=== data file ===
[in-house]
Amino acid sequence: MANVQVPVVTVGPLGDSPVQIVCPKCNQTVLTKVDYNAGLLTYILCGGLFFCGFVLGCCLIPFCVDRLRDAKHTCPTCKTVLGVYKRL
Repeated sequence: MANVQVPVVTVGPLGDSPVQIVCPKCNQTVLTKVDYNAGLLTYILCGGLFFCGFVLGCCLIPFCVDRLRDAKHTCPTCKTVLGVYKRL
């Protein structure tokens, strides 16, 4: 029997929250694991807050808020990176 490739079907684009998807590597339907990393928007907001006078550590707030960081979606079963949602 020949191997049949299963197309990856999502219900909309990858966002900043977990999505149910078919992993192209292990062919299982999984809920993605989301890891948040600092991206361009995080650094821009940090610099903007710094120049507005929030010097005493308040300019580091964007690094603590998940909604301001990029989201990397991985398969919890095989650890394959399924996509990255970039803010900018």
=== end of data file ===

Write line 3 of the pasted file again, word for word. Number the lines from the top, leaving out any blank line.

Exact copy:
Repeated sequence: MANVQVPVVTVGPLGDSPVQIVCPKCNQTVLTKVDYNAGLLTYILCGGLFFCGFVLGCCLIPFCVDRLRDAKHTCPTCKTVLGVYKRL